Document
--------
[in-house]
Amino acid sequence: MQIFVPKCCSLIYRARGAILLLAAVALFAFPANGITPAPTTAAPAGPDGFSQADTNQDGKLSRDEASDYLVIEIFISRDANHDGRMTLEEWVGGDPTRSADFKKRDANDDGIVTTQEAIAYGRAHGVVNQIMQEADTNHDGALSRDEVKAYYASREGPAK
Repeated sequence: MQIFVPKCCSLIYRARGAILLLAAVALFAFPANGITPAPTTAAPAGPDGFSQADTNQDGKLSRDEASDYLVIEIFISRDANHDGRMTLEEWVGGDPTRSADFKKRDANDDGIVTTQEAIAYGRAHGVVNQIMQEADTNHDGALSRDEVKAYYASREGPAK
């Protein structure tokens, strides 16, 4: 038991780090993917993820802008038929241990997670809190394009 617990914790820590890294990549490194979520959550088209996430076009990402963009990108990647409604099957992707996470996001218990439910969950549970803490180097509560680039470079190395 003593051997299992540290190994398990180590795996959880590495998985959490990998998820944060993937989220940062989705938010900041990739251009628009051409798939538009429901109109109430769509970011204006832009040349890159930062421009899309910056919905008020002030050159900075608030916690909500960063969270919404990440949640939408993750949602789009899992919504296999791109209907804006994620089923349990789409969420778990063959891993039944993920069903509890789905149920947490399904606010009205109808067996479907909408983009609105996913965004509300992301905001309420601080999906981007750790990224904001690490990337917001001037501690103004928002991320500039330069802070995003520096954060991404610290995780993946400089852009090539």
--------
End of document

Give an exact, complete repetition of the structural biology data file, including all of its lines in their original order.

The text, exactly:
[in-house]
Amino acid sequence: MQIFVPKCCSLIYRARGAILLLAAVALFAFPANGITPAPTTAAPAGPDGFSQADTNQDGKLSRDEASDYLVIEIFISRDANHDGRMTLEEWVGGDPTRSADFKKRDANDDGIVTTQEAIAYGRAHGVVNQIMQEADTNHDGALSRDEVKAYYASREGPAK
Repeated sequence: MQIFVPKCCSLIYRARGAILLLAAVALFAFPANGITPAPTTAAPAGPDGFSQADTNQDGKLSRDEASDYLVIEIFISRDANHDGRMTLEEWVGGDPTRSADFKKRDANDDGIVTTQEAIAYGRAHGVVNQIMQEADTNHDGALSRDEVKAYYASREGPAK
């Protein structure tokens, strides 16, 4: 038991780090993917993820802008038929241990997670809190394009 617990914790820590890294990549490194979520959550088209996430076009990402963009990108990647409604099957992707996470996001218990439910969950549970803490180097509560680039470079190395 003593051997299992540290190994398990180590795996959880590495998985959490990998998820944060993937989220940062989705938010900041990739251009628009051409798939538009429901109109109430769509970011204006832009040349890159930062421009899309910056919905008020002030050159900075608030916690909500960063969270919404990440949640939408993750949602789009899992919504296999791109209907804006994620089923349990789409969420778990063959891993039944993920069903509890789905149920947490399904606010009205109808067996479907909408983009609105996913965004509300992301905001309420601080999906981007750790990224904001690490990337917001001037501690103004928002991320500039330069802070995003520096954060991404610290995780993946400089852009090539």